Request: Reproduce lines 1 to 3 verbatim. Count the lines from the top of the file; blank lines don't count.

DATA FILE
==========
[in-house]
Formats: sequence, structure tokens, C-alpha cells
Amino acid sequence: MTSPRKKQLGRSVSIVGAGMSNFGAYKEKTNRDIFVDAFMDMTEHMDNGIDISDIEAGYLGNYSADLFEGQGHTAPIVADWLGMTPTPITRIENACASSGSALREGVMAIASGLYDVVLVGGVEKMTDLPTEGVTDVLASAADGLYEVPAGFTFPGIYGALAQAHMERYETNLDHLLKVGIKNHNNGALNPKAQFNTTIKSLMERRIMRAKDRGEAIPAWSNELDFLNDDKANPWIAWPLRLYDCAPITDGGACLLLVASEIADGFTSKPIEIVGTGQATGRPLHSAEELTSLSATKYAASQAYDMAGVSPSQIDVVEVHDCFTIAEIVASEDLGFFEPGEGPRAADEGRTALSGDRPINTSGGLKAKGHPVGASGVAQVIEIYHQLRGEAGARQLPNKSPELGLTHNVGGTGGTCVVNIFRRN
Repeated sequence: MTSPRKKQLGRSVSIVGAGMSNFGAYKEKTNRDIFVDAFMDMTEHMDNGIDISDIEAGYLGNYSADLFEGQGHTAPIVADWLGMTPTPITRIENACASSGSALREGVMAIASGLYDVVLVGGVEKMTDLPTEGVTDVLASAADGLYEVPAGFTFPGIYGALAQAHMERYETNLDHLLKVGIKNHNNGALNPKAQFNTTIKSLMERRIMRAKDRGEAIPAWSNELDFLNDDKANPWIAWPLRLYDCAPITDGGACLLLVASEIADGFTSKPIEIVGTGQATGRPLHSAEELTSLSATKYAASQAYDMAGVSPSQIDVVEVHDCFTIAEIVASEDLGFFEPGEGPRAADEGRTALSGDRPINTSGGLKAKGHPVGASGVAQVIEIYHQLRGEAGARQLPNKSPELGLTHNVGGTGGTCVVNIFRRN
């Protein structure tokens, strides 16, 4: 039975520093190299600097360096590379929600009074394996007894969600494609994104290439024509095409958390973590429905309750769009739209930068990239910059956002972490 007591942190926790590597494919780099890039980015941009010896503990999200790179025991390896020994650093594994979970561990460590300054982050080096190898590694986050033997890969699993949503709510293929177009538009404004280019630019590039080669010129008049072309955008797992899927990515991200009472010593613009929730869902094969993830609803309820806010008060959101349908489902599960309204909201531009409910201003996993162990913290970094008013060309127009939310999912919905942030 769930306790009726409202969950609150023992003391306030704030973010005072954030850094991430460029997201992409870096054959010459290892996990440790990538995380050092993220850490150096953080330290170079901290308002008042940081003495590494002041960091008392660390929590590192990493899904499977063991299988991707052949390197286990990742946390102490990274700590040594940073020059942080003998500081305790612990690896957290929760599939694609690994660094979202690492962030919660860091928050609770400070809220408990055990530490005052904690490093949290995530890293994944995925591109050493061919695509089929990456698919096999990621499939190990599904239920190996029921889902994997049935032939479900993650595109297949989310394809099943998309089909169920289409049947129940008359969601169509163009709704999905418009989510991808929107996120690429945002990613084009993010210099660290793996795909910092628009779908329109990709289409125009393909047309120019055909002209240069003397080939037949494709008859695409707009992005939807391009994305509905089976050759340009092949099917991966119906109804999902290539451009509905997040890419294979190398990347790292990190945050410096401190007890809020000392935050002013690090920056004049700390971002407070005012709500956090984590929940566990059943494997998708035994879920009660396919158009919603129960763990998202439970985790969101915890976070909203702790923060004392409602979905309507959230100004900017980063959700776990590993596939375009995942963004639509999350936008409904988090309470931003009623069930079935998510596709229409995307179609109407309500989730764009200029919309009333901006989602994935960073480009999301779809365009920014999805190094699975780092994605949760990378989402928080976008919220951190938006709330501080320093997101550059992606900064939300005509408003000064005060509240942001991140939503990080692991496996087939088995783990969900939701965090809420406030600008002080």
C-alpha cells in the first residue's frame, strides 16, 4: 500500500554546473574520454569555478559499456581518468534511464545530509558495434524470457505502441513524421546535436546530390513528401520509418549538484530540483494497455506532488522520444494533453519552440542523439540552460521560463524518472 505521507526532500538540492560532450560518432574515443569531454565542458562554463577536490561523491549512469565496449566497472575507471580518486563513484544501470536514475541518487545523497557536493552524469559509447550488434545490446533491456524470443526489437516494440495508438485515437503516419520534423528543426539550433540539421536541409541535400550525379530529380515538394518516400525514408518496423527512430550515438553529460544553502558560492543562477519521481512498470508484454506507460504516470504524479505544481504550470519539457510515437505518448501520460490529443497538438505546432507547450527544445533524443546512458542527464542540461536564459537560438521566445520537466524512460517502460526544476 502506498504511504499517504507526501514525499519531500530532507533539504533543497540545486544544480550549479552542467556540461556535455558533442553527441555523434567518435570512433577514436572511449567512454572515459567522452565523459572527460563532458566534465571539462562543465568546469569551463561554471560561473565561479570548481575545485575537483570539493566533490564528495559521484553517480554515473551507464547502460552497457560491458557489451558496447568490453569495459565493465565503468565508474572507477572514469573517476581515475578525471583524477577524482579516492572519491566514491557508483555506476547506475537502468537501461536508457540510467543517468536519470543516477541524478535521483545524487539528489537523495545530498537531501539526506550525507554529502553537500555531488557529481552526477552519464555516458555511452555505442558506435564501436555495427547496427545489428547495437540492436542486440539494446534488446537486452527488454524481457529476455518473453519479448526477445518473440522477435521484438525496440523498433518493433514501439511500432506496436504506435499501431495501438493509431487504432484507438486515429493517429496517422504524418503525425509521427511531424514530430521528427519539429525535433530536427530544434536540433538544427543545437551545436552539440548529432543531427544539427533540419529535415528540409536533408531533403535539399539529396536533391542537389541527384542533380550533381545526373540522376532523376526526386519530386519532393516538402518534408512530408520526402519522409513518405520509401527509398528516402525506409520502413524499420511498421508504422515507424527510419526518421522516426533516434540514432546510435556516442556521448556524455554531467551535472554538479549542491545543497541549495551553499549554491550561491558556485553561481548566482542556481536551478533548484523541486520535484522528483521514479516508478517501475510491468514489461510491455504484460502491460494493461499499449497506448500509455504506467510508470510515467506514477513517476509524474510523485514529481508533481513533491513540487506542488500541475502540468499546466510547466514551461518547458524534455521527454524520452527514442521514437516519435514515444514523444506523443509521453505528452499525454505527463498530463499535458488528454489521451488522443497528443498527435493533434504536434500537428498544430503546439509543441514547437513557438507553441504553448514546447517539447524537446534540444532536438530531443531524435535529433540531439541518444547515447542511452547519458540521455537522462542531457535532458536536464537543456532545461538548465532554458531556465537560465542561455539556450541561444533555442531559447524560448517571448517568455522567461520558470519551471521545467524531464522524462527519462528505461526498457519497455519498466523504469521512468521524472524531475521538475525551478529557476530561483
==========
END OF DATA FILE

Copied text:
[in-house]
Formats: sequence, structure tokens, C-alpha cells
Amino acid sequence: MTSPRKKQLGRSVSIVGAGMSNFGAYKEKTNRDIFVDAFMDMTEHMDNGIDISDIEAGYLGNYSADLFEGQGHTAPIVADWLGMTPTPITRIENACASSGSALREGVMAIASGLYDVVLVGGVEKMTDLPTEGVTDVLASAADGLYEVPAGFTFPGIYGALAQAHMERYETNLDHLLKVGIKNHNNGALNPKAQFNTTIKSLMERRIMRAKDRGEAIPAWSNELDFLNDDKANPWIAWPLRLYDCAPITDGGACLLLVASEIADGFTSKPIEIVGTGQATGRPLHSAEELTSLSATKYAASQAYDMAGVSPSQIDVVEVHDCFTIAEIVASEDLGFFEPGEGPRAADEGRTALSGDRPINTSGGLKAKGHPVGASGVAQVIEIYHQLRGEAGARQLPNKSPELGLTHNVGGTGGTCVVNIFRRN